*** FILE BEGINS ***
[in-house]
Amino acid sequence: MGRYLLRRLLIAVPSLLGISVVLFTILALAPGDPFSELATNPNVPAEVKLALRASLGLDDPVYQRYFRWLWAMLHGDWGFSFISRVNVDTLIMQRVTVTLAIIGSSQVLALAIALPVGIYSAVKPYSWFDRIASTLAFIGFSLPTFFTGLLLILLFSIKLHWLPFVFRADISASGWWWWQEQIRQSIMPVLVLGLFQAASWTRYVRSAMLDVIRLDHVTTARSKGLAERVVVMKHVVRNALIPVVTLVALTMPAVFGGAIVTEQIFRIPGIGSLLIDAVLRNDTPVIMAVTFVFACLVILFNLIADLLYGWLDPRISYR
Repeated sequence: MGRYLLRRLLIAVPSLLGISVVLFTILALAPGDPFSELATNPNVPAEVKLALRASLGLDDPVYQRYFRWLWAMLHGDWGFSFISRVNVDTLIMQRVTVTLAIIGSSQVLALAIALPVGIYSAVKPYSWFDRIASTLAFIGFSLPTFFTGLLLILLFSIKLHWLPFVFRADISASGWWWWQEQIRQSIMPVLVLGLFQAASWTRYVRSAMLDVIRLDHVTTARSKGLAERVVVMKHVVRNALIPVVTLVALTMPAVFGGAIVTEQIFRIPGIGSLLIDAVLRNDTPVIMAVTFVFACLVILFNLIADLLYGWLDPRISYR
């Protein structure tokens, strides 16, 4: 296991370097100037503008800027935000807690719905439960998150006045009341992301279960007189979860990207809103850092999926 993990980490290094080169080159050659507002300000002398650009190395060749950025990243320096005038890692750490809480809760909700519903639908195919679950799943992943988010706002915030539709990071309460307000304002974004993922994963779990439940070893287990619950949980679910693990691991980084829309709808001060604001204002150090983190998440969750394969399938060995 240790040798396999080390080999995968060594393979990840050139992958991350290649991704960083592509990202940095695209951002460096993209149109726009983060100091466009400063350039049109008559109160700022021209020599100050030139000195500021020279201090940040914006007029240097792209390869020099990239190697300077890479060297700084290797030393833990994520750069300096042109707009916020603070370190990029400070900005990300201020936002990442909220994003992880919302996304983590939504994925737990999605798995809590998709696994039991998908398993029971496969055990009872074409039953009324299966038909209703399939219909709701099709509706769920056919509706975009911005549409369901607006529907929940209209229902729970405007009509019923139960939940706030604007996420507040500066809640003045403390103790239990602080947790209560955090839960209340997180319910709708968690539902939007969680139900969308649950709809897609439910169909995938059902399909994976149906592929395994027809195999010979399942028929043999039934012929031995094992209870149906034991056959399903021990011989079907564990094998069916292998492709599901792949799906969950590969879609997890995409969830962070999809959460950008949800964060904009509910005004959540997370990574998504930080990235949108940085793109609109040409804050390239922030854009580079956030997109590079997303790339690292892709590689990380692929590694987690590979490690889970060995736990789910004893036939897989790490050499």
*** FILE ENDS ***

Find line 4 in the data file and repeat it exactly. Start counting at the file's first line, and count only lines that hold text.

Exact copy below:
């Protein structure tokens, strides 16, 4: 296991370097100037503008800027935000807690719905439960998150006045009341992301279960007189979860990207809103850092999926 993990980490290094080169080159050659507002300000002398650009190395060749950025990243320096005038890692750490809480809760909700519903639908195919679950799943992943988010706002915030539709990071309460307000304002974004993922994963779990439940070893287990619950949980679910693990691991980084829309709808001060604001204002150090983190998440969750394969399938060995 240790040798396999080390080999995968060594393979990840050139992958991350290649991704960083592509990202940095695209951002460096993209149109726009983060100091466009400063350039049109008559109160700022021209020599100050030139000195500021020279201090940040914006007029240097792209390869020099990239190697300077890479060297700084290797030393833990994520750069300096042109707009916020603070370190990029400070900005990300201020936002990442909220994003992880919302996304983590939504994925737990999605798995809590998709696994039991998908398993029971496969055990009872074409039953009324299966038909209703399939219909709701099709509706769920056919509706975009911005549409369901607006529907929940209209229902729970405007009509019923139960939940706030604007996420507040500066809640003045403390103790239990602080947790209560955090839960209340997180319910709708968690539902939007969680139900969308649950709809897609439910169909995938059902399909994976149906592929395994027809195999010979399942028929043999039934012929031995094992209870149906034991056959399903021990011989079907564990094998069916292998492709599901792949799906969950590969879609997890995409969830962070999809959460950008949800964060904009509910005004959540997370990574998504930080990235949108940085793109609109040409804050390239922030854009580079956030997109590079997303790339690292892709590689990380692929590694987690590979490690889970060995736990789910004893036939897989790490050499």